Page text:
Texting turns twenty

News 3 Dec, 2012

But not so gr8 time ahead for ailing SMS messaging service.

It has been 20 years since the first SMS message was sent, but the number of messages sent has started to fall in last six months.

The first half of 2012 saw two quarterly declines in the volume of SMS messages sent in the UK. The first quarter of 2012 saw 39.1 billion texts sent while in the second quarter 38.5 billion SMSs were sent, falling slightly from their peak of 39.7 billion in the fourth quarter in 2011.

The availability of a wider range of communications tools mean that people might be sending fewer SMS messages

According to Ofcom, who compiled the figures, this decline could be down to people using alternative forms of text based communications, such as instant messaging and social networking sites. The recent increase in ownership of internet-connected devices, such as tablets and smartphones, could be responsible for this trend, the watchdog said.

"When texting was first conceived many saw it as nothing more than a niche service," said James Thickett, Ofcom’s Director of Research.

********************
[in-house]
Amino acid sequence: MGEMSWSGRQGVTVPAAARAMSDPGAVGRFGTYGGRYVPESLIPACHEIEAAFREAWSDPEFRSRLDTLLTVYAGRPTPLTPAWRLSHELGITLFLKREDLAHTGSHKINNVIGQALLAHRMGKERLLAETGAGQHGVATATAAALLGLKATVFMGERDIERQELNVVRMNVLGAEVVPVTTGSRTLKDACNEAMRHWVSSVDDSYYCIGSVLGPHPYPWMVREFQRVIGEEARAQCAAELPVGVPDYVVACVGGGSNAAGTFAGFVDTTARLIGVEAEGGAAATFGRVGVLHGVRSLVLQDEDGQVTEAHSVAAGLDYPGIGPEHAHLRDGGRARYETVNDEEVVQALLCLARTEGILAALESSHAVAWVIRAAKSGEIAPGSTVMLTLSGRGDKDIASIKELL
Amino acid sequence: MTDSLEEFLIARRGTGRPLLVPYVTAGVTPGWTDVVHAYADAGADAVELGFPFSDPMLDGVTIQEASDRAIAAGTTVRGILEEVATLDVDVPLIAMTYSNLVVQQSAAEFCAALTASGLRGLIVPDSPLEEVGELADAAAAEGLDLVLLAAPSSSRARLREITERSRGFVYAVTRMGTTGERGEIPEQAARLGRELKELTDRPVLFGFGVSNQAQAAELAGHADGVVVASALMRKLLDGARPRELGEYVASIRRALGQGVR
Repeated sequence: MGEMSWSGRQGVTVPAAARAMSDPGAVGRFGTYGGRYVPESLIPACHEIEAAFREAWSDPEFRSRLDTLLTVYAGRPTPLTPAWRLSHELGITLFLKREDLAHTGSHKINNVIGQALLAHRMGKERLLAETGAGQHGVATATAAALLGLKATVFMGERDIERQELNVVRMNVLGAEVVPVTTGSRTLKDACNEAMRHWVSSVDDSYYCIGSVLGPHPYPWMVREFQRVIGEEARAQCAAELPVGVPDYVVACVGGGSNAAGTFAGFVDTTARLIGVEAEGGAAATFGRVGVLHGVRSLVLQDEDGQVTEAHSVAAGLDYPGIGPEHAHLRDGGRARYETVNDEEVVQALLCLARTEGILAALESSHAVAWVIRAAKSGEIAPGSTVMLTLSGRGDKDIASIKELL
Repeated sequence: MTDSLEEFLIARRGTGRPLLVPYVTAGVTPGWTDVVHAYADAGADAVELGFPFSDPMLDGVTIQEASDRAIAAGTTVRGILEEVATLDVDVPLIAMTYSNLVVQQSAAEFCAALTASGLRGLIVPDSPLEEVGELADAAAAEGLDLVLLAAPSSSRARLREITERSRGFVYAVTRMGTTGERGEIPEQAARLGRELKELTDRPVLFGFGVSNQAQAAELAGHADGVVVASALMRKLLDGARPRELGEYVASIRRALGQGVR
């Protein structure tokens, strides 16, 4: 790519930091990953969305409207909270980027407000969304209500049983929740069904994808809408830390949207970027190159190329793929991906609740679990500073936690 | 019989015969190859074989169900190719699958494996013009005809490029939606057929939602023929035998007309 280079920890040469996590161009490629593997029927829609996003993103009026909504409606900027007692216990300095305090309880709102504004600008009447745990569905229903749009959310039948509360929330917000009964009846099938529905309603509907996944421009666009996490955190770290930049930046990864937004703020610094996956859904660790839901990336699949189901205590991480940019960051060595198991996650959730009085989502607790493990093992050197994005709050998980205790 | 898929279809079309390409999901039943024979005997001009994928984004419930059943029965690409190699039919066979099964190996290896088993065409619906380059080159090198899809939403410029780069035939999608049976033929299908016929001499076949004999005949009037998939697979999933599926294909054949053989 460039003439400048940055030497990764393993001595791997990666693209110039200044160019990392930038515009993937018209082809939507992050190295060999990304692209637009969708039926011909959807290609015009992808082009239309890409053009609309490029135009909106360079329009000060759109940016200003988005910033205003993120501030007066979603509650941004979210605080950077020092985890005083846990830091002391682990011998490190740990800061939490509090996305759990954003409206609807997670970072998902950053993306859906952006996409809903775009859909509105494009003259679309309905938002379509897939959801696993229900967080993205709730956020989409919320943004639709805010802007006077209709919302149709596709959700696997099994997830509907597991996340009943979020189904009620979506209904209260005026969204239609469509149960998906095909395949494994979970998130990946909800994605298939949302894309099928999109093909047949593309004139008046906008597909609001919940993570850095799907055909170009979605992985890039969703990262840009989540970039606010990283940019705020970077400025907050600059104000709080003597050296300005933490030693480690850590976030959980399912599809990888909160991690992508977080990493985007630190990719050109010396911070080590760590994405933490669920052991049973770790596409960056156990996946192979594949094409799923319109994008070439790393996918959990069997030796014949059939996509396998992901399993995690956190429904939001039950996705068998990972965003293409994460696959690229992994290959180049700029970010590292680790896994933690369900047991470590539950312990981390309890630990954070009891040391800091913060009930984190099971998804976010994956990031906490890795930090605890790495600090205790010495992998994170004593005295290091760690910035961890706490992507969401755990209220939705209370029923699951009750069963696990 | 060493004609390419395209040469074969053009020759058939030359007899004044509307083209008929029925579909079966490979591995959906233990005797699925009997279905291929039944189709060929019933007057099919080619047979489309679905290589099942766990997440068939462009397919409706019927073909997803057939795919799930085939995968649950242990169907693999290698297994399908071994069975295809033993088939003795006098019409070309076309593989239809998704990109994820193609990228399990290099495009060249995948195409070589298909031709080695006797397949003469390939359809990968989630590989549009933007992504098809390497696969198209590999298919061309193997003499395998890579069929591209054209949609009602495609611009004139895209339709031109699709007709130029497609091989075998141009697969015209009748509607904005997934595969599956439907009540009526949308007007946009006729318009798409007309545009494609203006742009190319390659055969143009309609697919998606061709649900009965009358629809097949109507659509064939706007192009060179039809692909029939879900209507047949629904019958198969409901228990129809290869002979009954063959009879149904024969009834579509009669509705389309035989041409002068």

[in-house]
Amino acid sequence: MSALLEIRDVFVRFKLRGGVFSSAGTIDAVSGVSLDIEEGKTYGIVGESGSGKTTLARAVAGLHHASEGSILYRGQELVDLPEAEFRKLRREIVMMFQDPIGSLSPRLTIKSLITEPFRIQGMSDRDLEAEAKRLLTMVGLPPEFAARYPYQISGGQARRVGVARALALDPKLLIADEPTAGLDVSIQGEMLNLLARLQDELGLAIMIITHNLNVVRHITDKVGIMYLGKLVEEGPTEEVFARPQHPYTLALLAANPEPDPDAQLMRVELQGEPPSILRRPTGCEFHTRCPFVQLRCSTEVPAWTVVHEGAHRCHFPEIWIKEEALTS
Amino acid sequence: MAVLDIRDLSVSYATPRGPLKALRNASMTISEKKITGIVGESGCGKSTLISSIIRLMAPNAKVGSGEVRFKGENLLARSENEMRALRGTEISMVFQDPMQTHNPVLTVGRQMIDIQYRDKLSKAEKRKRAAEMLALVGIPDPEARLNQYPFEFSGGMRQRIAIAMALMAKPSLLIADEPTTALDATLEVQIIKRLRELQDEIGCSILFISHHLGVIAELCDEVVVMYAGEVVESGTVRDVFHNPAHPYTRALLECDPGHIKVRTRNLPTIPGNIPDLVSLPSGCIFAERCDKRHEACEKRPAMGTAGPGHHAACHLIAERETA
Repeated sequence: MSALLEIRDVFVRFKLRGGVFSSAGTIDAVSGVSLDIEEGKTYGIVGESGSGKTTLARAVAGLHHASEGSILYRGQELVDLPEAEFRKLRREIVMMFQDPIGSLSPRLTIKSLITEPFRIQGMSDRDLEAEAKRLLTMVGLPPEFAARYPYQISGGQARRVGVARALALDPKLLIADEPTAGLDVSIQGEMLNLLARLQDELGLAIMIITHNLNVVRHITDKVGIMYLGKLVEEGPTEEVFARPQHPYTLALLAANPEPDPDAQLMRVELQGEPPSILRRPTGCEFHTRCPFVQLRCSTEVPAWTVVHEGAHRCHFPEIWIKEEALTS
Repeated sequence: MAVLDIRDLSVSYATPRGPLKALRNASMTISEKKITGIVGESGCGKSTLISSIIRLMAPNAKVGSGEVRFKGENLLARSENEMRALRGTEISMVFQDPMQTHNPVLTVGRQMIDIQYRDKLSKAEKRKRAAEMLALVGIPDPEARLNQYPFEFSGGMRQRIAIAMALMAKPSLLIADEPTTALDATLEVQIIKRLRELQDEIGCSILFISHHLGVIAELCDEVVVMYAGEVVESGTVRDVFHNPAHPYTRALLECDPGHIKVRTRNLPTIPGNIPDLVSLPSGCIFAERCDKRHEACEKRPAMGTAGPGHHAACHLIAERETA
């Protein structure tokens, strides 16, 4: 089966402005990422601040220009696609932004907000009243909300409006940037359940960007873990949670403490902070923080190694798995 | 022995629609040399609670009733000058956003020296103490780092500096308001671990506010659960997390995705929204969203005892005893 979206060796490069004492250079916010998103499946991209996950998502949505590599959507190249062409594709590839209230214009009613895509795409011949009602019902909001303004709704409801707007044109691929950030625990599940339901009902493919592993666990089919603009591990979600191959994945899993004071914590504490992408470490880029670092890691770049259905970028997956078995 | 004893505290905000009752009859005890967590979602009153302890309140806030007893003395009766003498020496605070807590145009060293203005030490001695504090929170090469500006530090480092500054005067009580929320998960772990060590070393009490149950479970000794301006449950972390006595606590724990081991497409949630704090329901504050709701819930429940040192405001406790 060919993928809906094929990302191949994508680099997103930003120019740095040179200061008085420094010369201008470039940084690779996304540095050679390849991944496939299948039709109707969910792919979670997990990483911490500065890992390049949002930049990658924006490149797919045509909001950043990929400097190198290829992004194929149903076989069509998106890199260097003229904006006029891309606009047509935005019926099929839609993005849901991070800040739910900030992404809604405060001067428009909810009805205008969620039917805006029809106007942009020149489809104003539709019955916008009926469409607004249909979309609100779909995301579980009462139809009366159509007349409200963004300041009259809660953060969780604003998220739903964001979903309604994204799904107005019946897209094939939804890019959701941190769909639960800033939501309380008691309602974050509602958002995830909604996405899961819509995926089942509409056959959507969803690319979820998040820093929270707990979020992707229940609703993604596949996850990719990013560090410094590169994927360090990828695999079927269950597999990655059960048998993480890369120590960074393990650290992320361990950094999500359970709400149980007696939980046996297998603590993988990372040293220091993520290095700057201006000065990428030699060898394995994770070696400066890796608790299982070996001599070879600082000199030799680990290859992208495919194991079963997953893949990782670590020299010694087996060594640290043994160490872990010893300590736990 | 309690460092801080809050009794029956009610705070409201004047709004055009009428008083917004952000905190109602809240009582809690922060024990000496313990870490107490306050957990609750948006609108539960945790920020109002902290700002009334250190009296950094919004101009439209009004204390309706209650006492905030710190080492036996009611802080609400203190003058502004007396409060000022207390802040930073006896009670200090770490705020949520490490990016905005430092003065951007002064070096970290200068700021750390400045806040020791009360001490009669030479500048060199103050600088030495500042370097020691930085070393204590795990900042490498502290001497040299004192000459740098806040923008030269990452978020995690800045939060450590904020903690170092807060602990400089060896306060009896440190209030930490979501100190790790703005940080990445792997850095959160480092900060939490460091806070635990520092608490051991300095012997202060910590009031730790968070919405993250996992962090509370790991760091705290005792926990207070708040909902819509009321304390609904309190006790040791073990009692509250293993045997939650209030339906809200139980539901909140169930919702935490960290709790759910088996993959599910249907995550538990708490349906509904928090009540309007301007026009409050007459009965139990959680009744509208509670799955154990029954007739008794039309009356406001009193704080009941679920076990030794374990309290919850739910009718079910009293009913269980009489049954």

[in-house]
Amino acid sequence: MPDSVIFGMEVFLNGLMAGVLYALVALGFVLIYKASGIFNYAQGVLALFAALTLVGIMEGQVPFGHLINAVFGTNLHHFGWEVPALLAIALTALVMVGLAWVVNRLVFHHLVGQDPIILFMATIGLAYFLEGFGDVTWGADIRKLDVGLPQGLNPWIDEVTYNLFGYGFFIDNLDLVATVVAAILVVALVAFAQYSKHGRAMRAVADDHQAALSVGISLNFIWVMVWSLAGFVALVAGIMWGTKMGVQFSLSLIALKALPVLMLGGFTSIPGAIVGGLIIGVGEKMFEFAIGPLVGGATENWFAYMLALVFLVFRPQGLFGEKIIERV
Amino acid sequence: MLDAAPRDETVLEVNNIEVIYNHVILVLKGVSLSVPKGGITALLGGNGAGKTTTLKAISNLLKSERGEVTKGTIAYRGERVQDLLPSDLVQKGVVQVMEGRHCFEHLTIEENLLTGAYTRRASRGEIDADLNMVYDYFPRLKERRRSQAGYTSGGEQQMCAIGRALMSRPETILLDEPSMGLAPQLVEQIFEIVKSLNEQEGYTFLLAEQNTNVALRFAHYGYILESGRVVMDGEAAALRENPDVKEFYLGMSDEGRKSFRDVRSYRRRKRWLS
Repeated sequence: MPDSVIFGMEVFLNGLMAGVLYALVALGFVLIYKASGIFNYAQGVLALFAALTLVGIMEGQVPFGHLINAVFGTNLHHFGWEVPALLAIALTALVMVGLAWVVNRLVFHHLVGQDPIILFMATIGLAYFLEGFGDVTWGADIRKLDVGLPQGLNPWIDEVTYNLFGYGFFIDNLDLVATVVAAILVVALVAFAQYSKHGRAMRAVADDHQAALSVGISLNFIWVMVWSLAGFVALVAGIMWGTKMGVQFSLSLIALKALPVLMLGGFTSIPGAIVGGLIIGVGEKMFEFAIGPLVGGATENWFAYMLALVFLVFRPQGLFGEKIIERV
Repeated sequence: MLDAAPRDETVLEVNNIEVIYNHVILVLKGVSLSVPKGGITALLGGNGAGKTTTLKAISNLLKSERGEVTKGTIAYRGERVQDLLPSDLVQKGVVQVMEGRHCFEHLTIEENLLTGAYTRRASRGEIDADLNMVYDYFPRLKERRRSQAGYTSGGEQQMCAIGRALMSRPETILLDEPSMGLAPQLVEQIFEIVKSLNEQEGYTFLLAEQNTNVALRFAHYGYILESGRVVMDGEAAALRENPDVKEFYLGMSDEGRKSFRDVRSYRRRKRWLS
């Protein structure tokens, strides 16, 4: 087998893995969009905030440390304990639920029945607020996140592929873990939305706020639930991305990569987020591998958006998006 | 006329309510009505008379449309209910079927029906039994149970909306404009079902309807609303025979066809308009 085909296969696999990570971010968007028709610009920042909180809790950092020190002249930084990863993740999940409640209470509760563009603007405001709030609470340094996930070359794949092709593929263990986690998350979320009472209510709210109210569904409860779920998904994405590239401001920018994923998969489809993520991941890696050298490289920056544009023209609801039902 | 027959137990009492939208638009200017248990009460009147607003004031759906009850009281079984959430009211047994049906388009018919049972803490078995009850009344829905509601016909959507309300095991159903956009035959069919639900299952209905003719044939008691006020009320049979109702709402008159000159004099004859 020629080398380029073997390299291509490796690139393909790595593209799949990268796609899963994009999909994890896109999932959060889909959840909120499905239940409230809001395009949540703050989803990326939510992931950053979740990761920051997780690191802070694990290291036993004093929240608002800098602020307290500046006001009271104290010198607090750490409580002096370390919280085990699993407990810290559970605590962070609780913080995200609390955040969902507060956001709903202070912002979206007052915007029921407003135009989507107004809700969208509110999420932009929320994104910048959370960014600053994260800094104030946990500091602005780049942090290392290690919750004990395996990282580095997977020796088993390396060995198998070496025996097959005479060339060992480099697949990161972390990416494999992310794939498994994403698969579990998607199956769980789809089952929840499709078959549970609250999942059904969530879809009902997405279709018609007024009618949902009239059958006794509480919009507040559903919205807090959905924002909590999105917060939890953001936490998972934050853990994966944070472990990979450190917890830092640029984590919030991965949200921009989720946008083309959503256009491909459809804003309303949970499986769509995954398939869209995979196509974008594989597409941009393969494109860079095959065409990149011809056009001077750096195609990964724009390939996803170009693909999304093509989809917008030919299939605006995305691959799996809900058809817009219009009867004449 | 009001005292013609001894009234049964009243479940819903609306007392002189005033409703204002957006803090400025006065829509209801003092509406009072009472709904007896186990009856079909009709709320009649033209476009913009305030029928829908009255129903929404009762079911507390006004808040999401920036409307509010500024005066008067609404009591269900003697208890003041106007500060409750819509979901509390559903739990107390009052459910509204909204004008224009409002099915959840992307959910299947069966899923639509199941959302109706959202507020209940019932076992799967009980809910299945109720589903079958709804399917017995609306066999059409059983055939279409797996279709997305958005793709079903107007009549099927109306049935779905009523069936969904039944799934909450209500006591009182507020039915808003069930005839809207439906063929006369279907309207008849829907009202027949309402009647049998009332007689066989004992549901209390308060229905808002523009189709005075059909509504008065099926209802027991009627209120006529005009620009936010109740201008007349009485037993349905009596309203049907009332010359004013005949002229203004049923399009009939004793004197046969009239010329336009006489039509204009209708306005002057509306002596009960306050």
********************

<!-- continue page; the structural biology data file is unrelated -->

"But texts have now surpassed traditional phone calls and meeting face to face as the most frequent way of keeping in touch for UK adults, revolutionising the way we socialise, work and network," he added.

Thickett also said that for the first time in the history of mobile phones, SMS volumes are showing signs of decline.

"However the availability of a wider range of communications tools like instant messaging and social networking sites, mean that people might be sending fewer SMS messages, but they are ‘texting’ more than ever before," he said.

The first ever text was sent on 3 December 1992, when a 22-year-old British engineer called Neil Papworth used his computer to send the message “Merry Christmas” to an Orbitel 901 mobile phone.

In 2011, more than 150 billion text messages were sent in the UK, which was almost triple the amount sent five years previously in 2006 when 51 billion texts were sent.

SMS messaging still remains the most popular way of keeping in contact. According to Ofcom’s Communications Market Report 2012, 90 per cent of 16-24s text on a daily basis to communicate with friends and family.

By comparison, talking on the phone is less popular among this younger age group, with 67 per cent making mobile phone calls on a daily basis, and only 63 per cent talking face to face.

In 2011, more than 150 billion text messages were sent in the UK, which was almost triple the amount sent five years previously in 2006 when 51 billion texts were sent.